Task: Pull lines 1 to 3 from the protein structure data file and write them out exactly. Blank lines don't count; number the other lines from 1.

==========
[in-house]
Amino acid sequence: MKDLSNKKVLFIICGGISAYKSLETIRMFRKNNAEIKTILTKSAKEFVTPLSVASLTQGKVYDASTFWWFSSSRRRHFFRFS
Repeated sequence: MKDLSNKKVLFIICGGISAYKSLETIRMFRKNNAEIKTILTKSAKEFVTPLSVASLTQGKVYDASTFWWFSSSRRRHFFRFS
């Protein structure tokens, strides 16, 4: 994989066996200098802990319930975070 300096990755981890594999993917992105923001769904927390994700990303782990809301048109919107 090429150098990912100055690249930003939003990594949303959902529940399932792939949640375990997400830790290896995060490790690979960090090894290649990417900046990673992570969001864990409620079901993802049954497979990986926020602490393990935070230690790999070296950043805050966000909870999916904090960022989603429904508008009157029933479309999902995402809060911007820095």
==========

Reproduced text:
[in-house]
Amino acid sequence: MKDLSNKKVLFIICGGISAYKSLETIRMFRKNNAEIKTILTKSAKEFVTPLSVASLTQGKVYDASTFWWFSSSRRRHFFRFS
Repeated sequence: MKDLSNKKVLFIICGGISAYKSLETIRMFRKNNAEIKTILTKSAKEFVTPLSVASLTQGKVYDASTFWWFSSSRRRHFFRFS